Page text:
HOW GREAT A PROBLEM IS INDOOR AIR POLLUTION?
According to the United States Environmental Protection Agency (the EPA), Indoor Air Pollution is one of the world's top five environmental health threats. Every year thousands of people in the U.S. become sick from airborne microbes, many of them fatally so. And even more suffer from airborne allergens and other ailments related to HVAC system generated pollutants. In fact, recent studies indicate that HVAC related pollution is responsible for an incredible 75% of all reported poor indoor air quality, or "Indoor Air Pollution" problems.
The medical consequences associated with exposure to HVAC generated, and other indoor air pollutants can run the gamut from relatively minor bouts of eye, nose and throat irritation, headaches and fatigue, to more serious infections as well as potentially lethal respiratory diseases, including COVID-19, Legionnaires' disease, heart disease and cancers.
Of particular risk are children, the elderly, and people of any age who suffer from chronic respiratory illnesses such as asthma and COPD (chronic obstructive pulmonary disease), cardiovascular diseases, including COPD, diabetes and obesity.
Here are some more HVAC and Indoor Air Pollution facts:
  • According to the EPA, the average American spends 90% of their time indoors.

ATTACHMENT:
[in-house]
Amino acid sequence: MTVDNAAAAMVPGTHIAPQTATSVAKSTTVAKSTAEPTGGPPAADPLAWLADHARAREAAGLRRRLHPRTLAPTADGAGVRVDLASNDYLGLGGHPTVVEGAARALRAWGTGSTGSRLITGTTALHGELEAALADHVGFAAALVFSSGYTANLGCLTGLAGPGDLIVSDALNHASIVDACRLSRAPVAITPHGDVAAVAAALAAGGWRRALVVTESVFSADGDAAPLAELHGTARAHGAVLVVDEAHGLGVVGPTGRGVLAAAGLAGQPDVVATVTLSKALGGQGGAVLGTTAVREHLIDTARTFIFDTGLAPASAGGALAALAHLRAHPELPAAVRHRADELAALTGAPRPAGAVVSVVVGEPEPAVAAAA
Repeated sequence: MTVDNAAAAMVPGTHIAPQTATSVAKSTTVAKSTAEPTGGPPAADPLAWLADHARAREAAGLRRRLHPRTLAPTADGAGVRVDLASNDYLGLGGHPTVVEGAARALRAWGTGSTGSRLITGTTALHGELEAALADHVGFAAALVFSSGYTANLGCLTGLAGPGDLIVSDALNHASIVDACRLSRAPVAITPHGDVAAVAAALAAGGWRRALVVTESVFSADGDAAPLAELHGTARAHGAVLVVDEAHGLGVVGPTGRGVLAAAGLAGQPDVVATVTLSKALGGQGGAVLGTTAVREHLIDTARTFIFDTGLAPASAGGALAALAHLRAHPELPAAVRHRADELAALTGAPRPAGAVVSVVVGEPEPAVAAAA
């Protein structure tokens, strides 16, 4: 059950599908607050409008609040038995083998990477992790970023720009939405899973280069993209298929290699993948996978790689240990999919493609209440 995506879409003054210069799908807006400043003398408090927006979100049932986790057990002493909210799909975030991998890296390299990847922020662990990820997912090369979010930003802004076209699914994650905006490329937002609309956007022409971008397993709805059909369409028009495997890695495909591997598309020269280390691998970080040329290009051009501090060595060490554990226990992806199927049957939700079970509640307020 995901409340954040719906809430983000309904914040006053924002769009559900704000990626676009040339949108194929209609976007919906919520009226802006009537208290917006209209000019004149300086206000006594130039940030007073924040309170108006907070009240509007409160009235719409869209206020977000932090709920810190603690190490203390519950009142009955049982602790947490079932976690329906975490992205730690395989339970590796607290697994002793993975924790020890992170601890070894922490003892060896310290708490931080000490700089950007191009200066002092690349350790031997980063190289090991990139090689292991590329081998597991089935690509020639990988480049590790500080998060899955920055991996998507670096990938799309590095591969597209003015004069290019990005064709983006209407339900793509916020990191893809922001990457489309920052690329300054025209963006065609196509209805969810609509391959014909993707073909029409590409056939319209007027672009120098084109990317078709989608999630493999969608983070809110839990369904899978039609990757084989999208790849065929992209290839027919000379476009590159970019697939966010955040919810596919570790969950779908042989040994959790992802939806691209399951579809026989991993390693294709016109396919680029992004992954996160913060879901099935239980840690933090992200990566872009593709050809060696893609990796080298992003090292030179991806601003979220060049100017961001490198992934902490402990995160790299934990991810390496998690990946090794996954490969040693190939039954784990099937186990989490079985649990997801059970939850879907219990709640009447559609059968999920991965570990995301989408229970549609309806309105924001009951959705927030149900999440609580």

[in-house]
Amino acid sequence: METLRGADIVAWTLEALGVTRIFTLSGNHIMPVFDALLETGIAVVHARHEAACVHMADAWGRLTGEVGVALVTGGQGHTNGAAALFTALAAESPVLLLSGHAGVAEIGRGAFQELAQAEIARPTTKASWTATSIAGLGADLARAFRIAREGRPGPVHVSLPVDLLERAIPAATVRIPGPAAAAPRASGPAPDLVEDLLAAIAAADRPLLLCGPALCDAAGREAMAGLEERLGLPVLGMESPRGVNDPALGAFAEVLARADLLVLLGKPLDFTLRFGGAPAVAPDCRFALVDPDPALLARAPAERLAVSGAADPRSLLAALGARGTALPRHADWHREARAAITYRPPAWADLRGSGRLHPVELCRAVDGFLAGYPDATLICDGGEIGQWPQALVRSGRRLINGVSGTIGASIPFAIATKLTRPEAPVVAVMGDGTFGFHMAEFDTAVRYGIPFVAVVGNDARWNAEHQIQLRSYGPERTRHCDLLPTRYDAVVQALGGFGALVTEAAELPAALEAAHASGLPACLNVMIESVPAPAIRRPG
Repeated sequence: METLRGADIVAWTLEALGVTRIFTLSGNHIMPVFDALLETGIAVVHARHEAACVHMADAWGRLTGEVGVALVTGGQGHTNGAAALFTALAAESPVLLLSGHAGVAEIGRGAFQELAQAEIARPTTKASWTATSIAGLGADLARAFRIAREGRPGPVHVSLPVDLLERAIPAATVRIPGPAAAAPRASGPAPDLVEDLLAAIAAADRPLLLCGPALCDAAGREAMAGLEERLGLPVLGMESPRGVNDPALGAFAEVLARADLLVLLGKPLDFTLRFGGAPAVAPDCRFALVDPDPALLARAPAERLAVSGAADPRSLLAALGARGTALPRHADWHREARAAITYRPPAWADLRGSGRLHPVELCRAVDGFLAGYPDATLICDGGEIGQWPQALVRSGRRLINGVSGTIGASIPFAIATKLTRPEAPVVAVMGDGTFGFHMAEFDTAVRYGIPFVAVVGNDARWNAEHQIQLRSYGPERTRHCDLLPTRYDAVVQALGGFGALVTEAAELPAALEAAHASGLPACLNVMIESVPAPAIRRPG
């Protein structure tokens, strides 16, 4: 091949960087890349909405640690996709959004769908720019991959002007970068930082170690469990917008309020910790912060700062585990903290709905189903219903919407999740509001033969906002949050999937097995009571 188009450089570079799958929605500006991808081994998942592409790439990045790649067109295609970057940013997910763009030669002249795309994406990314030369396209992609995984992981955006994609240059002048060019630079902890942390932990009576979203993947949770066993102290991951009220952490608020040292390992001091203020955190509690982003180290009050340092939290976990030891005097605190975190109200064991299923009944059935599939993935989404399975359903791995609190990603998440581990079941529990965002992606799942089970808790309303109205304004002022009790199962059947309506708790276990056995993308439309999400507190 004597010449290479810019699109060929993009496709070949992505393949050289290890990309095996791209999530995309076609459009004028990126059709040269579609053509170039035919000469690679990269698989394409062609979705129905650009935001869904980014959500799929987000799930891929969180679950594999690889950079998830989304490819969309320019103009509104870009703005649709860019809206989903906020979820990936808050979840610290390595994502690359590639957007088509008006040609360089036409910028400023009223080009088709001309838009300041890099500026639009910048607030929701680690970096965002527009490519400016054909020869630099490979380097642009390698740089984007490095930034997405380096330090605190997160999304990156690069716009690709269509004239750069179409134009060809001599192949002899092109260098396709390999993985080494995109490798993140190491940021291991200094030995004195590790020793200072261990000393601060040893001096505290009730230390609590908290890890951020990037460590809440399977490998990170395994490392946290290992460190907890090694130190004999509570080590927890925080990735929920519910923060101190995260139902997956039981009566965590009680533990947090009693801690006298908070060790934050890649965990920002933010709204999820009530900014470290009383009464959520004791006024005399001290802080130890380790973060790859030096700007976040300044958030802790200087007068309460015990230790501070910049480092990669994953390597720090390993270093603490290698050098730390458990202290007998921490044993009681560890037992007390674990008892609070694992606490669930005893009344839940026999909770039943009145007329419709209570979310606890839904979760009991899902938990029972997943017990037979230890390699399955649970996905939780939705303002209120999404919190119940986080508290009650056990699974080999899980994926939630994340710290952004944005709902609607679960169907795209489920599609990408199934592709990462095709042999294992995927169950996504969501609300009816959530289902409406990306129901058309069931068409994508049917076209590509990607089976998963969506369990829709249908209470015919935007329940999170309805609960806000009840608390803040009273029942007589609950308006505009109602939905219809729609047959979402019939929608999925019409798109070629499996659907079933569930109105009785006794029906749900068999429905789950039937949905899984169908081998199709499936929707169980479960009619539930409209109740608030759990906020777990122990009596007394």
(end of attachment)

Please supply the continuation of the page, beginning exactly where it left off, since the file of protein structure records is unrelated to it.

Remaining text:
• Indoor air is, on average, 5 - 10 times, or 500% - 1000% more polluted than outdoor air.
  • 50% of all diseases in the US are caused or aggravated by indoor air pollution.
  • Poor quality indoor air is now a primary cause of lung cancer and asthma.
  • 70 percent of the U.S. population is afflicted by some respiratory illnesses, such as a common cold or flu, each year, with about 50% of those illnesses caused by indoor air pollution.
  • According to the American Lung Association, U.S. workers miss almost 15 million workdays each year due to asthma alone.
  • The World Health Organization (WHO) estimates that some 65 million U.S. office workers are at risk of suffering from indoor air pollution.
  • The total approximate cost of poor Indoor Air Quality to the U.S. economy is a staggering $200 billion per year.
  • Poor indoor air quality can reduce the productivity of the average U.S. worker by 33%.
  • Recent studies comparing the scores of standardized tests, indicate that reducing poor indoor air quality by merely increasing classroom ventilation improved student test scores by 15%.
  • The inner-workings and ductwork in a brand new HVAC system can become infected with over 300,000 microorganisms per square inch after just 4 weeks of normal use.
  • Depending on droplet size and air movement, microbe containing aerosols can remain airborne for over 10 hours.